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Quote:
Originally posted by Crazy




No Read my previous post. There is something about the profile of the 180 that helps the turn in. It doesn't make sense but try it and you will see.
I think you were doin to much :- :- :- :- :- LOL

Yup the 180 will give you more of a contact patch and may lean quicker becasue it will be flatter across the center, but maximum lean will be limited due to the fact that the profile of the tire will cross sections curvature will not be as round.




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post #24 of 67 (permalink) Old 10-15-2002, 08:19 AM
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Ok heres a scientific document i made to expalin what I'm talking about. Imagine its the tire as looked at from the rear of the bike. 3 different sizes sqeezed on the same size rim. Granted my PC drawing skills sucks major ass. But what you can see is that the more rubber you try and squeeze in there the rounder it will end up being.




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post #25 of 67 (permalink) Old 10-15-2002, 08:35 AM
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Quote:
Originally posted by GsxrTony
Ok heres a scientific document i made to expalin what I'm talking about. Imagine its the tire as looked at from the rear of the bike. 3 different sizes sqeezed on the same size rim. Granted my PC drawing skills sucks major ass. But what you can see is that the more rubber you try and squeeze in there the rounder it will end up being.
Smart allic

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post #26 of 67 (permalink) Old 10-15-2002, 08:37 AM
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Quote:
Originally posted by GsxrTony


I think you were doin to much :- :- :- :- :- LOL

Yup the 180 will give you more of a contact patch and may lean quicker becasue it will be flatter across the center, but maximum lean will be limited due to the fact that the profile of the tire will cross sections curvature will not be as round.

That's besides the point . I'll read the article later, but I said this before. Normally it is true when you go to a smaller size tire and stretch it over the rim you get a bigger contact patch. I'm telling you what I observerved in my recent tire change the contour of the 180 is just more extreme. It's way rounder. Is that going to vary between brands of tires..most likely, but for the bt010's I've noticed a rounder profile with the 180 giving me more sidewall and less center patch. I also consulted the YZF board before I made this change confirming my consultation with Ken and Ricerocket on this issue. I went to the 180 and saw a huge diff. What your saying is the flat spot helps you turn in, that's just not right. Anybody who's had a worn center to their tire will tell you it takes an extra effort to lean it over.

Brian (F.K.A. Crazy)

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post #27 of 67 (permalink) Old 10-15-2002, 09:01 AM
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Ok I'm not disagreeing with you on the fact that a 180 will give a bigger contact patch. But theres no way a 180 will have a rounder cross section than a 190. The 180 will have shorter sidewalls, and being stretched horizontally to fit it on the rim will cause it to flatten out more giving it the larger contact patch. Not to mention since the overall diametter is smaller it is actually lowering the rear end of your bike which will cause turn in to slow down. Going to a 200 would raise the rear end of the bike and speed up turn in.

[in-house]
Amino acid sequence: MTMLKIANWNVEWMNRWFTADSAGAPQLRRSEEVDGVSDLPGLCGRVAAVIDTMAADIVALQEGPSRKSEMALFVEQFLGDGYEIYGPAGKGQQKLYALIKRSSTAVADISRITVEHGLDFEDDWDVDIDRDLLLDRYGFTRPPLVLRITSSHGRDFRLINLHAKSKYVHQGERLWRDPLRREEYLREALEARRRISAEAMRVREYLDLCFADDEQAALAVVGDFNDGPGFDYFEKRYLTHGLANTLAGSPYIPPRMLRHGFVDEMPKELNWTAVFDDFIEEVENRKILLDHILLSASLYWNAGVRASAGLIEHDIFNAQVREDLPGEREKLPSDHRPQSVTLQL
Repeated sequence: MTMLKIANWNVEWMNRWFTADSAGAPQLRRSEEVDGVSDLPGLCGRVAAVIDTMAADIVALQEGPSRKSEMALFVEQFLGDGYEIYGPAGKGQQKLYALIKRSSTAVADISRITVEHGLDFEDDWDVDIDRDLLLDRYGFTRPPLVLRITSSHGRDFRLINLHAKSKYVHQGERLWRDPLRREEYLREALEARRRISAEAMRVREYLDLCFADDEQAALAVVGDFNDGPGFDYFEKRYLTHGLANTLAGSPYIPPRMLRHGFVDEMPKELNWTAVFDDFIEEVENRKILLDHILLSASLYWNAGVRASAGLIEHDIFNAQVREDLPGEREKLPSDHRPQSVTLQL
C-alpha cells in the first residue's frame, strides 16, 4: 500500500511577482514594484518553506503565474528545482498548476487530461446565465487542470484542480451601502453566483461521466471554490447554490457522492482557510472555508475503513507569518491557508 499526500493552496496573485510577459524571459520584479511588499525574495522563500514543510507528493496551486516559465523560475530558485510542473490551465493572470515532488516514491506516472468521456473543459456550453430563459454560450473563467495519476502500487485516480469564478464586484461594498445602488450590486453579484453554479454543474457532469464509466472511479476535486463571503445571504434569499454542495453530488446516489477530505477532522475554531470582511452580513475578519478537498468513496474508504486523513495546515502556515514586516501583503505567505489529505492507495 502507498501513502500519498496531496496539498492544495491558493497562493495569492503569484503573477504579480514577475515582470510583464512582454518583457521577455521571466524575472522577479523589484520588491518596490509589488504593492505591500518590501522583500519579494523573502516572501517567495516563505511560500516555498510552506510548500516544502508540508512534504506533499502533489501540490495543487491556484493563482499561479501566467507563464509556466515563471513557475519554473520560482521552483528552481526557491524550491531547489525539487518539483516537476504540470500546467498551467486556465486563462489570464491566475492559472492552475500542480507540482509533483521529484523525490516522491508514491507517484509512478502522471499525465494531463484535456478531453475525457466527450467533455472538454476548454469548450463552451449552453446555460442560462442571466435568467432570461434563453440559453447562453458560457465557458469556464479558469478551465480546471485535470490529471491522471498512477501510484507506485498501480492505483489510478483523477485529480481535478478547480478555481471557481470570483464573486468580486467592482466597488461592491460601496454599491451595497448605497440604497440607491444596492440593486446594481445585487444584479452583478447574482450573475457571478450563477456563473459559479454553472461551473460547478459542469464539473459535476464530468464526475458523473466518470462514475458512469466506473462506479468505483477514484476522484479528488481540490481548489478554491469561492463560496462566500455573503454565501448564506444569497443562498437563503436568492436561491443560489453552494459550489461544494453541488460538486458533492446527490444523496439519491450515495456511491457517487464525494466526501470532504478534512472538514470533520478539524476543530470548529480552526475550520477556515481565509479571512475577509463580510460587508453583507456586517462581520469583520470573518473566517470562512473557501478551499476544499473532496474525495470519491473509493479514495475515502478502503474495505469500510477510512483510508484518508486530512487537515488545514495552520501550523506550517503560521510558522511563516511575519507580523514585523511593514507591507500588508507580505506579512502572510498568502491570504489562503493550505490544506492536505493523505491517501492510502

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post #28 of 67 (permalink) Old 10-15-2002, 09:06 AM
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Quote:
Originally posted by GsxrTony
Ok I'm not disagreeing with you on the fact that a 180 will give a bigger contact patch. But theres no way a 180 will have a rounder cross section than a 190. The 180 will have shorter sidewalls, and being stretched horizontally to fit it on the rim will cause it to flatten out more giving it the larger contact patch. Not to mention since the overall diametter is smaller it is actually lowering the rear end of your bike which will cause turn in to slow down. Going to a 200 would raise the rear end of the bike and speed up turn in.

I thought the same thing for as long as I've been riding until somebody proved me wrong. Thus I bought a set of 180's last set. No more arguing for me when the right guys see this they'll chime in

Brian (F.K.A. Crazy)

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post #29 of 67 (permalink) Old 10-15-2002, 09:08 AM
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How did they prove you wrong?

I'm just wondering, cause this is the shit I learned when Goodyear sent me to school at the akron headquarters. I cant see that the basic principles of tire fitment have changed that much in the last 10 years.




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post #30 of 67 (permalink) Old 10-15-2002, 09:15 AM
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Quote:
Originally posted by GsxrTony
How did they prove you wrong?

I'm just wondering, cause this is the shit I learned when Goodyear sent me to school at the akron headquarters. I cant see that the basic principles of tire fitment have changed that much in the last 10 years.
J/K LOL,
I'm not saying it makes sense. I mentioned this previously. It seems like if you go to a 170 or 160 on our rims what you said is true. I think manufactures may contour the 180 as a road racing tire cause if you look at it it has a more extreme contour. It's just the way they are made. Now with a Dunlop d207 the story may be different cause it has a flat profile to begin with but I'm noticing most manufactures make the 180 to turn. Here ya go

Brian (F.K.A. Crazy)

Gamertag: CRAZY403


“You can’t escape the responsibility of tomorrow by evading it today.”